Medical billing errors are a prevalent issue and can be costly and time-consuming. Becker’s Hospital Review found in 2016, a staggering 80% of American medical bills had some sort of error in them, resulting in billions of dollars in erroneous debt. Navigating the complexities of America’s diverse medical insurance models and varying provider billing procedures can pose a considerable challenge. That’s why most healthcare providers rely on outsourced medical billing services to prevent errors, streamline claim submission, improve revenue cycles, and enhance overall practice efficiency.
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Complex Medical Billing Processes increase Possibility of Errors
Medical billing involves a range of complex processes, from patient registration and insurance eligibility verification to medical coding, charge capture, claim submission and adjudication, payment posting, and denial management. Ensuring that these processes are carried out correctly is essential to ensure healthcare services are accurately documented, coded, billed, and reimbursed. However, errors can occur at various stages. Here are some common medical billing mistakes that can occur:
- Incorrect patient information: Incorrect patient details can lead to claim denials or delays. Examples include misspelling the patient’s name, entering an incorrect date of birth, or using outdated insurance information.
- Coding errors: Medical coding errors include using incorrect diagnosis or procedure codes, upcoding (billing for a more expensive service than performed), or unbundling (billing separate codes for services that should be billed together). Using outdated codes can result in under or overbilling. These mistakes can result in claim rejections or underpayment and audits. Assigning codes based on assumptions rather than documentation is another error to watch out for. To prevent inaccurate billing and potential legal issues, it is important to ensure that the codes assigned accurately reflect the services provided and are supported by the documentation.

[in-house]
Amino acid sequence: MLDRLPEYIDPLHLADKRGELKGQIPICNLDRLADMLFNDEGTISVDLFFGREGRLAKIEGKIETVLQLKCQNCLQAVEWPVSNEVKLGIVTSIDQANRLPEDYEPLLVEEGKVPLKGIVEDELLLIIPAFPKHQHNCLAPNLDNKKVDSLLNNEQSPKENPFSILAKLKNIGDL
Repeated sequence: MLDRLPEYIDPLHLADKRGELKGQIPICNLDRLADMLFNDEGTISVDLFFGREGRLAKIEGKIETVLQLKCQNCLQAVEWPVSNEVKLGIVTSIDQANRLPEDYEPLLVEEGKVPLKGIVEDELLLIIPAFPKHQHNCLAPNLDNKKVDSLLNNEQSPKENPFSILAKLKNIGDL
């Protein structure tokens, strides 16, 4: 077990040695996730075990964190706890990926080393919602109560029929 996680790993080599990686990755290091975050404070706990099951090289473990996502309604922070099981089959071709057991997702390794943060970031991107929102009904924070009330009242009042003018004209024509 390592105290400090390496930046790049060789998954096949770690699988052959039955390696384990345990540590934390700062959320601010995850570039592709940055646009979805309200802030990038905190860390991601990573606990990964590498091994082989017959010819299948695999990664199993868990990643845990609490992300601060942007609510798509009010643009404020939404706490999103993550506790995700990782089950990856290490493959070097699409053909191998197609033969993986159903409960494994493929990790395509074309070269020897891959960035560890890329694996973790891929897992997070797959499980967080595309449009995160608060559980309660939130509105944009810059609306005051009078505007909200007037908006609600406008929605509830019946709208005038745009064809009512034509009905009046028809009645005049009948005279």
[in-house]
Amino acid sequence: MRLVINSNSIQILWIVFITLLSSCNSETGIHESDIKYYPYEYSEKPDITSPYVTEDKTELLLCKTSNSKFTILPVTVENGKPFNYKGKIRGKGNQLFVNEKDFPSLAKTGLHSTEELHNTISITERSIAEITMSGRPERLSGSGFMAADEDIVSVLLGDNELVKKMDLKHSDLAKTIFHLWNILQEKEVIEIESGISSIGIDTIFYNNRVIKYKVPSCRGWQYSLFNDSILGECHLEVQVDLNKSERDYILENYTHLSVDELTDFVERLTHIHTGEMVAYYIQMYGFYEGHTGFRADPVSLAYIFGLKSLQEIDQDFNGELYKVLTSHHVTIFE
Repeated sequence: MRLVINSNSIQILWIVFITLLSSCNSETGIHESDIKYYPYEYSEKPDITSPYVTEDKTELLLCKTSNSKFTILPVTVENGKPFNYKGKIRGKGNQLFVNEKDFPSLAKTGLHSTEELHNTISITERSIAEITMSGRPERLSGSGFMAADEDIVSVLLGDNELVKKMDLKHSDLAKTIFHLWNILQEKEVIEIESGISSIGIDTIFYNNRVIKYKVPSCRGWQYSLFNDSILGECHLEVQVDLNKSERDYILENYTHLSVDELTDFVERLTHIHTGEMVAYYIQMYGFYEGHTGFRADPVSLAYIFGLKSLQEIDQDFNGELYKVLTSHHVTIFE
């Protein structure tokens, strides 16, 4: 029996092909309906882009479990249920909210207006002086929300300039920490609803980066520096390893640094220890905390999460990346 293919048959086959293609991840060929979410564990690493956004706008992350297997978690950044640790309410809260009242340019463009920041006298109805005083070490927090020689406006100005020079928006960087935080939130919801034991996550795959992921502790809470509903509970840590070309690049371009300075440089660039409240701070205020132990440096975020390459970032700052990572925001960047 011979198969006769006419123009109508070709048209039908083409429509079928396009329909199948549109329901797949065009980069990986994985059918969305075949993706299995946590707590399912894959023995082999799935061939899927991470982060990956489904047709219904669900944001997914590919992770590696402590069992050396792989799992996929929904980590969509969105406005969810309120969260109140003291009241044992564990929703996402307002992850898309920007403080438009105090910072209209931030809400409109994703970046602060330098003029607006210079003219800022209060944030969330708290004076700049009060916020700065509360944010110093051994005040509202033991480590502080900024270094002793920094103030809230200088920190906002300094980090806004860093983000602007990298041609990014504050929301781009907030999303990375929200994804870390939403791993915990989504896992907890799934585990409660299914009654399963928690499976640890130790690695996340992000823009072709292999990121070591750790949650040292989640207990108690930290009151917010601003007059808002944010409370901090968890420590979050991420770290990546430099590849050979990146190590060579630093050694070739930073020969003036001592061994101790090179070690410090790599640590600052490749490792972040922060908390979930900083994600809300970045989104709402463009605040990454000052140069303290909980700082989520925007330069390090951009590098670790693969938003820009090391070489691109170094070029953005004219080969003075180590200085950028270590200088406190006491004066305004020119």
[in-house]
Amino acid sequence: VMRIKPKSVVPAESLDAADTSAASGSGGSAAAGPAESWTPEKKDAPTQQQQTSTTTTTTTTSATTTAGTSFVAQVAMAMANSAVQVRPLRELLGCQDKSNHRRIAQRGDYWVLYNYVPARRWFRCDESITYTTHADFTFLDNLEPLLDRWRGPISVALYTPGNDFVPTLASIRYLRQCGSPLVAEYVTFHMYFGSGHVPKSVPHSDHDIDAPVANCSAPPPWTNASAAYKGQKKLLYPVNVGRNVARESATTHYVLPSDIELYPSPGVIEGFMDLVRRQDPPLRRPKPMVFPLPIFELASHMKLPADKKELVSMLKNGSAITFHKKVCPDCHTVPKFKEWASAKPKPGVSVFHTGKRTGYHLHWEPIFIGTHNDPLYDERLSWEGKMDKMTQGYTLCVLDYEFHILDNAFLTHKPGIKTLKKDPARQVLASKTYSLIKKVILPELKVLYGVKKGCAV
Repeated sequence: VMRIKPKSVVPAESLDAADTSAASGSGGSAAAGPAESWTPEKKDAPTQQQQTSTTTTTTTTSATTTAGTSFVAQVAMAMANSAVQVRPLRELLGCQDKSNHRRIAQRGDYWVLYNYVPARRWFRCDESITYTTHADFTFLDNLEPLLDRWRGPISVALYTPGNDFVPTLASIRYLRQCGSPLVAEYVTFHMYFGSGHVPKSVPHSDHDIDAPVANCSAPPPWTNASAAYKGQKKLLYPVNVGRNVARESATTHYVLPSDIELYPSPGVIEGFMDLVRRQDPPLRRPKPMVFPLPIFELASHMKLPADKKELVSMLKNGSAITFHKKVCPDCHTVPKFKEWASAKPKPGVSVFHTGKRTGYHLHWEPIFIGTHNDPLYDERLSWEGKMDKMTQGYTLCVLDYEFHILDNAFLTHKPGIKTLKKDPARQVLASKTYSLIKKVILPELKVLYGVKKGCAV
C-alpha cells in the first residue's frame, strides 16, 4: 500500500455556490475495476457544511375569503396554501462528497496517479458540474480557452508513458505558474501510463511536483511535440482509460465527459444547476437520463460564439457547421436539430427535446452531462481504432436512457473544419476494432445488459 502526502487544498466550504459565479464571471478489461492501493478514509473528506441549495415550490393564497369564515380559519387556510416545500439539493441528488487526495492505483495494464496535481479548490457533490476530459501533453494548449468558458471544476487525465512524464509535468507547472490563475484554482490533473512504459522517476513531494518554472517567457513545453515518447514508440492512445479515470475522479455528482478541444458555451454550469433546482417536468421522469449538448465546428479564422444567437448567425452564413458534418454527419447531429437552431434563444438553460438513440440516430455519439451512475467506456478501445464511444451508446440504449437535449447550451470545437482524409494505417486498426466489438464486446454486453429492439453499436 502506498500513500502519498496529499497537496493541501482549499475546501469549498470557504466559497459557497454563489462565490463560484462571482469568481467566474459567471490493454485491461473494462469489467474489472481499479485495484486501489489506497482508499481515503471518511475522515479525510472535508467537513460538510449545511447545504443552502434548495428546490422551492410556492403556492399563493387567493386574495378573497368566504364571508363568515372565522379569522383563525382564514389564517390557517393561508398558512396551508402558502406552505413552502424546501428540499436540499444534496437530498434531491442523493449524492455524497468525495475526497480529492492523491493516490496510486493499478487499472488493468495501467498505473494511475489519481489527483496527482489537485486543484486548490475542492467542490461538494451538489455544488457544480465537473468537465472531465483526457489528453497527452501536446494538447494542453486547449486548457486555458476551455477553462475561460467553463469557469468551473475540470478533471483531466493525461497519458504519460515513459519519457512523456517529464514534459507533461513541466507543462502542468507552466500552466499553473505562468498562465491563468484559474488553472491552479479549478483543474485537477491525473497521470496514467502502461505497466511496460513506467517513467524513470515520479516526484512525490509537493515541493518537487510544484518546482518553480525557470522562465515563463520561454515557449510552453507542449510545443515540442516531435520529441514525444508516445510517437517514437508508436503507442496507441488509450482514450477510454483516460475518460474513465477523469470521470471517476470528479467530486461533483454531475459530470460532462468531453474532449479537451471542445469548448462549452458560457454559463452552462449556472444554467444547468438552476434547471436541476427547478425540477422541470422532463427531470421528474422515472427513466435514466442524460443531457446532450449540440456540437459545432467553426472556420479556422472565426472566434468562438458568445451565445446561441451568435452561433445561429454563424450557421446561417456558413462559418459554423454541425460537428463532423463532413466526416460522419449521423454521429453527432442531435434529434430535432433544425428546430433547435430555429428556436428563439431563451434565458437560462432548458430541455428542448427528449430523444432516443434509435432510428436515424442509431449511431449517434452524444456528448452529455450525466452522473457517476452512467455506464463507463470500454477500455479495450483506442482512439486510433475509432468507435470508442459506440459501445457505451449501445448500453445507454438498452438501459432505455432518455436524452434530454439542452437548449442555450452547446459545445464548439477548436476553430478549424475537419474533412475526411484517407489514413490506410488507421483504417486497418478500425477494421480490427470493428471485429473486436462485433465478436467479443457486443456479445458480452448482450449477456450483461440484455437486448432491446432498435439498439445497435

- Documentation issues: Missing or incomplete documentation can lead to claim denials or difficulties in supporting the medical necessity of a procedure. Examples include missing or incomplete patient charts, lack of evidence of medical necessity, not providing detailed procedure notes, or incomplete medical history documentation. Incomplete records often lack crucial details such as the patient’s medical history, reason for the visit, or services rendered. Illegible records pose challenges for billers to accurately code and bill for services, resulting in errors. Consistency between documentation and billed services is another critical aspect. If the documentation does not align accurately with the services provided, it can lead to claim denials or audits.
- Not verifying patient eligibility upfront: Failing to verify patient insurance eligibility prior to providing services can result in claim denials or patient billing disputes. For example, if a patient’s insurance coverage has lapsed or doesn’t cover a specific procedure, the claim may be denied.